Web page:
Canada's government is free to use or not use the international emission-trading mechanism for complying with Kyoto. The form of compliance to be used is a purely political choice. Countries and companies under the EU ETS and the northeast U.S. scheme RGGI can purchase offsets produced in an internationally supervised system, a clean development mechanism, and joint implementation.
These units are produced project by project. They are third-party verified by accredited international verifiers such as DNV and SGS. They are, if anything, too strict in their environmental credentials. Frankly, we have been arguing with the CDM executive board that they seek perfection. It is not that they're loose. They want to be perfect. They want to make sure that every single credit that comes out is perfect.
IETA's concern is to ensure that business is able to use flexible mechanisms for corporate compliance, with GHG reduction policies that preserve competitiveness. However, it must be made clear that project-based reductions or offsets represent a real and permanent reduction in greenhouse gas emissions. Regardless of any targets Canada chooses to meet, it is essential that Canadian businesses have the choice to use these international markets.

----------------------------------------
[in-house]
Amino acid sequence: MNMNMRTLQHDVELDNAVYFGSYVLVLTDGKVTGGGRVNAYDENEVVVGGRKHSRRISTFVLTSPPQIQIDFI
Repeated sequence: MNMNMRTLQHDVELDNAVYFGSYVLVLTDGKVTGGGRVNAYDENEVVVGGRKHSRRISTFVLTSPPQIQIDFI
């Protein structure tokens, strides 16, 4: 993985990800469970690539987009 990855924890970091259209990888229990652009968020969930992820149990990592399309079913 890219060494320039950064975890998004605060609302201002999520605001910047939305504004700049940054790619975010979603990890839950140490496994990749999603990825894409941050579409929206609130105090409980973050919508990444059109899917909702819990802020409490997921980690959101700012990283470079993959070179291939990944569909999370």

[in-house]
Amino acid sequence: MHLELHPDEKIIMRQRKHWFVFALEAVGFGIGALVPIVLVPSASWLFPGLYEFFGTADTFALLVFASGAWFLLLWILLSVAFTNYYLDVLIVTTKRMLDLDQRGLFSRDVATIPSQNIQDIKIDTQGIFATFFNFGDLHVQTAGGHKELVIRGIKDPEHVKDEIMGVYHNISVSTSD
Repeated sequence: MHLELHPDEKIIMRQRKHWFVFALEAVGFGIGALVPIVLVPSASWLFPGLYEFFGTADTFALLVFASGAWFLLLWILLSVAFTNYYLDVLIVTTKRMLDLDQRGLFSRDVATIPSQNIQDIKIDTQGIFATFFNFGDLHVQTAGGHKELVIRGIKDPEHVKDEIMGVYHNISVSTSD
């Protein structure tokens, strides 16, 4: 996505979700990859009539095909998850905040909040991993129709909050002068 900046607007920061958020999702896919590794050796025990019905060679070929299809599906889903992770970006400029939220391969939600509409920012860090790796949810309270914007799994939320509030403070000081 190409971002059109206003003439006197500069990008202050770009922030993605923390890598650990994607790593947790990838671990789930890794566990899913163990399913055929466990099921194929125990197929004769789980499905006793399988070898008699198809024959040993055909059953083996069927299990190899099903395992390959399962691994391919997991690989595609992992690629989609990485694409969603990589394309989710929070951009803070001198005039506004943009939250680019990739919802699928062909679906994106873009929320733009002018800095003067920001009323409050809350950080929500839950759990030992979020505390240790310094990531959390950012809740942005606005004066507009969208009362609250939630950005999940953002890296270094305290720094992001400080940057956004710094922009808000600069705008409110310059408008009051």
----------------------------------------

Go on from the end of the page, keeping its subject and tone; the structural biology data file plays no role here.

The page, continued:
Canadian participation in the market would not result in major price disruption, since the growth of supply has been strong. The annual study conducted by IETA and the World Bank indicates transactions of 220 million tonnes of credits at an average price of $12 Canadian per tonne.
While Canadian participation in the market would lead to countervailing upward pressure, a recent internal survey of IETA analysts indicates that the price effect would not likely be more than 10% to 15%. The current offsets available in the CDM pipeline are about 1.2 billion credits. We have to take that with a grain of salt, because there are always project risks. It would probably end up with about 800 million.
Under current scenarios, that would leave about 150 million CERs, after you meet European and Japanese demand. There are many assumptions that can be made to arrive at different numbers. But one thing is sure: over the last three months about $5 billion have been committed to the CDM market, most of it U.S. money coming out of New York and Chicago.
The pipeline will grow, with all the regulatory pains we saw in the CDM. We have been on the receiving end of that. This is a young market, one that still has many uncertainties, but one that's attracting a lot of interest. We will not know all it can deliver until we make demands on it.